There are true experts in some fields. For example, a heart surgeon that has performed the same bypass surgery hundreds of times is probably a valid expert on bypass surgery. But even then, we often trust heart surgeons to give us advice on brain surgery, or even worse, totally unrelated fields.

So when Elon Musk shows up to estimate your new feature, should his estimate be trusted? Okay, it is Elon Musk… hmm, I might be tempted in that case. But generally speaking, building a new thing is inherently unpredictable, and a monkey could probably do just as well.

That's probably another factor at play in the 4-week vs 16-week priming question. When some people see that number, they assume the author of the question (me in this case) had put that number there because it was significant.


All of the failures mentioned (and lots more) can be boiled down to a single concept:

What you see is all there is.

Or WYSIATI. Your brain will always prefer to take the information right in front of it and use that to arrive at the quickest possible answer.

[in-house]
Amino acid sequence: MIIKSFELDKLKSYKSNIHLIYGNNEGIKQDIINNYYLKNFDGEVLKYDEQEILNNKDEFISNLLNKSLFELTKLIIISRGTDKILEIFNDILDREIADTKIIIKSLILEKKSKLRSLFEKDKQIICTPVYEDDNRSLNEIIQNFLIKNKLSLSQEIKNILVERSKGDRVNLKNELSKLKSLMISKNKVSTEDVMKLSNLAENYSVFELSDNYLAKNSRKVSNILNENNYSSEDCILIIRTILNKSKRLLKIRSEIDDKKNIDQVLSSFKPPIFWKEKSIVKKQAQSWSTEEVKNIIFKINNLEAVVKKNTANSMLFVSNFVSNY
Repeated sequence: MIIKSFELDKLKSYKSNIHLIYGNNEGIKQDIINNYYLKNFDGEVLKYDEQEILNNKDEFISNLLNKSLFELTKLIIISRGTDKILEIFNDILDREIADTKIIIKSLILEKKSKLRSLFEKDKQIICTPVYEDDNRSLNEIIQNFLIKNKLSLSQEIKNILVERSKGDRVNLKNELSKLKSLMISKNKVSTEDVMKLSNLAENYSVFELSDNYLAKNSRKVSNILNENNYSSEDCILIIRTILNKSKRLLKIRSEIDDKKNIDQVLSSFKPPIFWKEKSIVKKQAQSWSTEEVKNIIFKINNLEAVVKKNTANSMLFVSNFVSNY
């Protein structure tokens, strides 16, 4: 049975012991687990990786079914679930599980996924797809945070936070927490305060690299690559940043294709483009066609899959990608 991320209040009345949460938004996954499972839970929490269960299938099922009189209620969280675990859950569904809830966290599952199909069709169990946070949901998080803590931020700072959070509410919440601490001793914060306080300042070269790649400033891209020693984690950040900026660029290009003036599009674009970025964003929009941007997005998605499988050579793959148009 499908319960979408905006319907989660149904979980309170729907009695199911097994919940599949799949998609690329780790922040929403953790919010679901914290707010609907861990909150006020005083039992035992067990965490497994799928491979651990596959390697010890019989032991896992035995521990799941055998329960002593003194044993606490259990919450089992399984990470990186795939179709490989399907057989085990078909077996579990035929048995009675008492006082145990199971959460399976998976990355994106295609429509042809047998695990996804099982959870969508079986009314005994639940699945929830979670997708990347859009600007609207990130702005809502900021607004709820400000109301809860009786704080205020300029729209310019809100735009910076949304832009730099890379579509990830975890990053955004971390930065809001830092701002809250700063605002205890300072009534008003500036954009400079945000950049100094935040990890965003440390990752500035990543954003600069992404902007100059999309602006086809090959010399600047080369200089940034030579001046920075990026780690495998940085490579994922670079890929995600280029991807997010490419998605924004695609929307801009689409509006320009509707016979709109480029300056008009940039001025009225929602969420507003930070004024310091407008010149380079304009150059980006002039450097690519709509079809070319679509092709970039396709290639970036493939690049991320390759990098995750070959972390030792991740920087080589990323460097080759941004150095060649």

WYSIATI is particularly nefarious for software estimation because, again, it's invisible! When I ask the concrete contractor to estimate a new sidewalk, he can walk from one end of the path to the other and have a pretty good idea of what he's estimating. Estimating all the possible states that your application can end up in is a lot harder.

Now What?

So from now on, if someone asks for an estimate, you can just send them this link, right? No more estimates!!!

Wait a second, not so fast…

To paraphrase Eisenhower: estimates are useless, but estimating is indispensable.

Okay, maybe not quite indispensable, but also not completely useless. Estimates are good for different things.

If you're in the unfortunate position of bidding for a contract, good luck getting the contract with "it will take as much time as it takes." Even if you're working for an awesome company like Zapier where we don't live and die by estimates, they're still useful. At the very least, rough orders of magnitude allow you to make value judgements. If your estimate is one day for something important, that's a no-brainer to get to work. If your estimate is six months for a nice-to-have, it's maybe better to shelve it.